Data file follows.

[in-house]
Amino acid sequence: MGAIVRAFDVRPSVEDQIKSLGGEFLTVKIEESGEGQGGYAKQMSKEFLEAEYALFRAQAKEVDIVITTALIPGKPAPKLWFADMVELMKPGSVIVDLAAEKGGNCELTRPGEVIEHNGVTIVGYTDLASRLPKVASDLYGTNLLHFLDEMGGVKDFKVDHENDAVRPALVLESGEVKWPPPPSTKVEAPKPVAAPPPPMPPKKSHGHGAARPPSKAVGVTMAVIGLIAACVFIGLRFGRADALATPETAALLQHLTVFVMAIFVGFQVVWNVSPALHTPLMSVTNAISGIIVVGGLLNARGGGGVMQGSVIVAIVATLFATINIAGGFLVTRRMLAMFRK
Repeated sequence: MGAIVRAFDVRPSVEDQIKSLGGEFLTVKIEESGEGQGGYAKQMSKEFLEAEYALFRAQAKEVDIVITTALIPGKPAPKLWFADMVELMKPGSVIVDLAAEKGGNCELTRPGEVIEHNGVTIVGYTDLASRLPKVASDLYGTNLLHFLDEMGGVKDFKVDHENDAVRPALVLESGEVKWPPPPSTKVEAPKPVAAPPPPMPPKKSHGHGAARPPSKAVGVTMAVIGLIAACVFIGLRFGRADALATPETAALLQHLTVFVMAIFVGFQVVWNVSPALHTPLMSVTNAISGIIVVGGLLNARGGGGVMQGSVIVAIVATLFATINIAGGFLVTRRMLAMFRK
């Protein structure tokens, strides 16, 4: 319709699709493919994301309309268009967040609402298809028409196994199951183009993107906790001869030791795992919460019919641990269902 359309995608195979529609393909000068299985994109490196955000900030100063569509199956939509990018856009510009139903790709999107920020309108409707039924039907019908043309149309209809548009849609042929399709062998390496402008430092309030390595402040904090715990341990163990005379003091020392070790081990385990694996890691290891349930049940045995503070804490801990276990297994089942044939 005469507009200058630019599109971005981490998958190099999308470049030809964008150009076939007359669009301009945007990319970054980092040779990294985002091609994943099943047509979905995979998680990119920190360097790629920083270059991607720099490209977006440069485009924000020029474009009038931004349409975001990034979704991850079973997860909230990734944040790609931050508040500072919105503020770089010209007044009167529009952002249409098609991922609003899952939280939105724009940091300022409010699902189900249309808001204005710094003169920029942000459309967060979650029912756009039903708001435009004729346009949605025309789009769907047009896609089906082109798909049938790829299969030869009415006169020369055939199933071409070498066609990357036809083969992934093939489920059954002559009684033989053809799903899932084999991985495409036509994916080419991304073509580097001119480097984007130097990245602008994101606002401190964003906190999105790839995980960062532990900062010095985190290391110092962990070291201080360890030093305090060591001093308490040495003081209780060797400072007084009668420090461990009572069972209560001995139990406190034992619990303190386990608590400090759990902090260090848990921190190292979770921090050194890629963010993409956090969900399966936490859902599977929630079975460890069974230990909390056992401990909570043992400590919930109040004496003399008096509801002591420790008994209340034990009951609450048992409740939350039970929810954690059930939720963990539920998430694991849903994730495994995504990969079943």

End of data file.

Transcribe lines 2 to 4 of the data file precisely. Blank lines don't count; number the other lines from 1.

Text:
Amino acid sequence: MGAIVRAFDVRPSVEDQIKSLGGEFLTVKIEESGEGQGGYAKQMSKEFLEAEYALFRAQAKEVDIVITTALIPGKPAPKLWFADMVELMKPGSVIVDLAAEKGGNCELTRPGEVIEHNGVTIVGYTDLASRLPKVASDLYGTNLLHFLDEMGGVKDFKVDHENDAVRPALVLESGEVKWPPPPSTKVEAPKPVAAPPPPMPPKKSHGHGAARPPSKAVGVTMAVIGLIAACVFIGLRFGRADALATPETAALLQHLTVFVMAIFVGFQVVWNVSPALHTPLMSVTNAISGIIVVGGLLNARGGGGVMQGSVIVAIVATLFATINIAGGFLVTRRMLAMFRK
Repeated sequence: MGAIVRAFDVRPSVEDQIKSLGGEFLTVKIEESGEGQGGYAKQMSKEFLEAEYALFRAQAKEVDIVITTALIPGKPAPKLWFADMVELMKPGSVIVDLAAEKGGNCELTRPGEVIEHNGVTIVGYTDLASRLPKVASDLYGTNLLHFLDEMGGVKDFKVDHENDAVRPALVLESGEVKWPPPPSTKVEAPKPVAAPPPPMPPKKSHGHGAARPPSKAVGVTMAVIGLIAACVFIGLRFGRADALATPETAALLQHLTVFVMAIFVGFQVVWNVSPALHTPLMSVTNAISGIIVVGGLLNARGGGGVMQGSVIVAIVATLFATINIAGGFLVTRRMLAMFRK
């Protein structure tokens, strides 16, 4: 319709699709493919994301309309268009967040609402298809028409196994199951183009993107906790001869030791795992919460019919641990269902 359309995608195979529609393909000068299985994109490196955000900030100063569509199956939509990018856009510009139903790709999107920020309108409707039924039907019908043309149309209809548009849609042929399709062998390496402008430092309030390595402040904090715990341990163990005379003091020392070790081990385990694996890691290891349930049940045995503070804490801990276990297994089942044939 005469507009200058630019599109971005981490998958190099999308470049030809964008150009076939007359669009301009945007990319970054980092040779990294985002091609994943099943047509979905995979998680990119920190360097790629920083270059991607720099490209977006440069485009924000020029474009009038931004349409975001990034979704991850079973997860909230990734944040790609931050508040500072919105503020770089010209007044009167529009952002249409098609991922609003899952939280939105724009940091300022409010699902189900249309808001204005710094003169920029942000459309967060979650029912756009039903708001435009004729346009949605025309789009769907047009896609089906082109798909049938790829299969030869009415006169020369055939199933071409070498066609990357036809083969992934093939489920059954002559009684033989053809799903899932084999991985495409036509994916080419991304073509580097001119480097984007130097990245602008994101606002401190964003906190999105790839995980960062532990900062010095985190290391110092962990070291201080360890030093305090060591001093308490040495003081209780060797400072007084009668420090461990009572069972209560001995139990406190034992619990303190386990608590400090759990902090260090848990921190190292979770921090050194890629963010993409956090969900399966936490859902599977929630079975460890069974230990909390056992401990909570043992400590919930109040004496003399008096509801002591420790008994209340034990009951609450048992409740939350039970929810954690059930939720963990539920998430694991849903994730495994995504990969079943």